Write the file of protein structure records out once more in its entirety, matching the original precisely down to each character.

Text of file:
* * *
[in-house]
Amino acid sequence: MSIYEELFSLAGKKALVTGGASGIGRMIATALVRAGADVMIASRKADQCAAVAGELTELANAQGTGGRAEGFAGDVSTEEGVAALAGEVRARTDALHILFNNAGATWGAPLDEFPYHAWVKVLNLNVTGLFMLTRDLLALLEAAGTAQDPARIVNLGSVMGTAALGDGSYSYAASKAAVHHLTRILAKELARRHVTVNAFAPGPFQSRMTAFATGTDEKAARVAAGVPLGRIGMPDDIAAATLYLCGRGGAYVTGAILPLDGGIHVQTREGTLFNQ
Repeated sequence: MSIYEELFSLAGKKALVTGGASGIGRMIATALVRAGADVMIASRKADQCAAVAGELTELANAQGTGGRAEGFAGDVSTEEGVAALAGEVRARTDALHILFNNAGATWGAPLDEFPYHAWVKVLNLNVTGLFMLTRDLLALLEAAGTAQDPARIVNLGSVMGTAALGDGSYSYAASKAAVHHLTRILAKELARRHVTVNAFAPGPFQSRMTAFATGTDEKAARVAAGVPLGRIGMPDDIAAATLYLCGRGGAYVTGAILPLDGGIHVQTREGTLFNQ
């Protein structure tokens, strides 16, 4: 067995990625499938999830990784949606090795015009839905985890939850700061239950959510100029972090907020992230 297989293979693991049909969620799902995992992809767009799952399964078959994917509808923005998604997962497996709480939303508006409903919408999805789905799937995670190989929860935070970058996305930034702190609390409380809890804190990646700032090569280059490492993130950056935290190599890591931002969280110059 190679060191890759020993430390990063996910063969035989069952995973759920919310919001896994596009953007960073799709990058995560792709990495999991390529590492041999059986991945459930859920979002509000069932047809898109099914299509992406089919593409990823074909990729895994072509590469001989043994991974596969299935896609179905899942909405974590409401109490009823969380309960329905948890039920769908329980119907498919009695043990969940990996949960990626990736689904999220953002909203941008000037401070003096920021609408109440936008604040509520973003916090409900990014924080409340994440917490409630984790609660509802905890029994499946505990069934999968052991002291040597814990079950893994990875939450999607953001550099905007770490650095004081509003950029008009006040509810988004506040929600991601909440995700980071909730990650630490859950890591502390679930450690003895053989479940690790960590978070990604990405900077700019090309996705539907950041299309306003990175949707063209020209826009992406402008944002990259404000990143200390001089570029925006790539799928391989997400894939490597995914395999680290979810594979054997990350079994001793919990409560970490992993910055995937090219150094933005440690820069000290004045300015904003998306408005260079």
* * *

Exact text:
[in-house]
Amino acid sequence: MSIYEELFSLAGKKALVTGGASGIGRMIATALVRAGADVMIASRKADQCAAVAGELTELANAQGTGGRAEGFAGDVSTEEGVAALAGEVRARTDALHILFNNAGATWGAPLDEFPYHAWVKVLNLNVTGLFMLTRDLLALLEAAGTAQDPARIVNLGSVMGTAALGDGSYSYAASKAAVHHLTRILAKELARRHVTVNAFAPGPFQSRMTAFATGTDEKAARVAAGVPLGRIGMPDDIAAATLYLCGRGGAYVTGAILPLDGGIHVQTREGTLFNQ
Repeated sequence: MSIYEELFSLAGKKALVTGGASGIGRMIATALVRAGADVMIASRKADQCAAVAGELTELANAQGTGGRAEGFAGDVSTEEGVAALAGEVRARTDALHILFNNAGATWGAPLDEFPYHAWVKVLNLNVTGLFMLTRDLLALLEAAGTAQDPARIVNLGSVMGTAALGDGSYSYAASKAAVHHLTRILAKELARRHVTVNAFAPGPFQSRMTAFATGTDEKAARVAAGVPLGRIGMPDDIAAATLYLCGRGGAYVTGAILPLDGGIHVQTREGTLFNQ
């Protein structure tokens, strides 16, 4: 067995990625499938999830990784949606090795015009839905985890939850700061239950959510100029972090907020992230 297989293979693991049909969620799902995992992809767009799952399964078959994917509808923005998604997962497996709480939303508006409903919408999805789905799937995670190989929860935070970058996305930034702190609390409380809890804190990646700032090569280059490492993130950056935290190599890591931002969280110059 190679060191890759020993430390990063996910063969035989069952995973759920919310919001896994596009953007960073799709990058995560792709990495999991390529590492041999059986991945459930859920979002509000069932047809898109099914299509992406089919593409990823074909990729895994072509590469001989043994991974596969299935896609179905899942909405974590409401109490009823969380309960329905948890039920769908329980119907498919009695043990969940990996949960990626990736689904999220953002909203941008000037401070003096920021609408109440936008604040509520973003916090409900990014924080409340994440917490409630984790609660509802905890029994499946505990069934999968052991002291040597814990079950893994990875939450999607953001550099905007770490650095004081509003950029008009006040509810988004506040929600991601909440995700980071909730990650630490859950890591502390679930450690003895053989479940690790960590978070990604990405900077700019090309996705539907950041299309306003990175949707063209020209826009992406402008944002990259404000990143200390001089570029925006790539799928391989997400894939490597995914395999680290979810594979054997990350079994001793919990409560970490992993910055995937090219150094933005440690820069000290004045300015904003998306408005260079």